A curious reticence seems to have descended on the Lib Dem blogosphere over the long-overdue announcement by Mark Oaten that he is standing down as an MP at the next election.
Doubtless it stems from that very British desire not to kick a man when he is down, and in some senses I sympathise with that.
In others, though, I think this has been a deeply unsatisfactory episode in terms of the relationship between politicians and the public, and the role of the media in maintaining that relationship.
It was regularly alleged that "the media establishment," or "the Lobby" had kept Charles Kennedy's drinking a secret. Well, likewise, the News of the Screws decided the great British public didn't really need to know the details of what Oaten had been getting up to with rent boys, saying only that it was "too revolting to describe."
I understand their reasons, of course, but in a case such as this, what you then end up with is a situation where the public only gets half the story and is hence not able to make an informed judgement about whether they want someone to represent them.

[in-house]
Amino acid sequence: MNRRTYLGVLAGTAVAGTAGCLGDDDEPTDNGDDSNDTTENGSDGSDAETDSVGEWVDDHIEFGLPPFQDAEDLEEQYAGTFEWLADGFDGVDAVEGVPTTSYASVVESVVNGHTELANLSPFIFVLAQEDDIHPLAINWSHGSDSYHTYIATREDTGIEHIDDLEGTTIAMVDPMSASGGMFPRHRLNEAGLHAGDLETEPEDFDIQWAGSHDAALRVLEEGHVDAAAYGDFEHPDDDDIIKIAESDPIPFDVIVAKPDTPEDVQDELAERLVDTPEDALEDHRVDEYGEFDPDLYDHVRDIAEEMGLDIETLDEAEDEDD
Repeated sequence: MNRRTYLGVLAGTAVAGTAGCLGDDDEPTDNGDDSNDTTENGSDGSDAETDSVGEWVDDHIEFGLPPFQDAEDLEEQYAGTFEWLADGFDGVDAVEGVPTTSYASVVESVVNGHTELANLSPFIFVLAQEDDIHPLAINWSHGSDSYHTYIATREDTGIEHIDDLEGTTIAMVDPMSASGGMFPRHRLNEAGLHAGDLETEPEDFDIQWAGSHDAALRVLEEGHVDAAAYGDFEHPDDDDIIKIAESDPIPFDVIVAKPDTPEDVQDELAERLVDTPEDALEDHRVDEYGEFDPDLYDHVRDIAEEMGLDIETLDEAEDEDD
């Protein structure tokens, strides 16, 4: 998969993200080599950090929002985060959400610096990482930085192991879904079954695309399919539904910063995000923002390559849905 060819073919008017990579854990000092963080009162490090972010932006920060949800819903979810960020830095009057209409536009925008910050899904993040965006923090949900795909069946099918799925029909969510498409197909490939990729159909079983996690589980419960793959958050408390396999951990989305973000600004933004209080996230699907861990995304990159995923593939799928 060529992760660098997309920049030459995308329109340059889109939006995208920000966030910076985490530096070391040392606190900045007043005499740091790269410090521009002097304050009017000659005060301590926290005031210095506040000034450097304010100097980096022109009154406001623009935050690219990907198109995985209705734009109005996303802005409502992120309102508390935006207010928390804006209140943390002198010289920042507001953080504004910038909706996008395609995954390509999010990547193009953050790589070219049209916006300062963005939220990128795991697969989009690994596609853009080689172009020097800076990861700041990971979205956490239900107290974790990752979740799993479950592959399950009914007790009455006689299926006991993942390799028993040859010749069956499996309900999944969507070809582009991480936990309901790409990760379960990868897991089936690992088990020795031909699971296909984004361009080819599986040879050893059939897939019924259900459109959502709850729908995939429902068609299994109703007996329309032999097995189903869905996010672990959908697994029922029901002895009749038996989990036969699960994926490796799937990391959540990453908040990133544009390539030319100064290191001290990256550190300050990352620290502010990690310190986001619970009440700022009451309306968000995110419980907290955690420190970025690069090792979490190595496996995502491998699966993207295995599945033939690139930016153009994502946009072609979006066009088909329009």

In this instance, the nature of the "revolting" act is and always was the story, because it is this, rather than the fact that Oaten used rent boys, which would persuade most normal people not to vote for him.
As it is, thanks in part to the blogosphere and its ability to disemminate material such as this, Oaten probably concluded in the end that enough people knew the truth to make his position untenable.
Amidst all the self-delusion that has characterised his career in recent months, including thinking that he could be leader of the Liberal Democrats, he at least deserves to be congratulated for finally recognising the reality of this.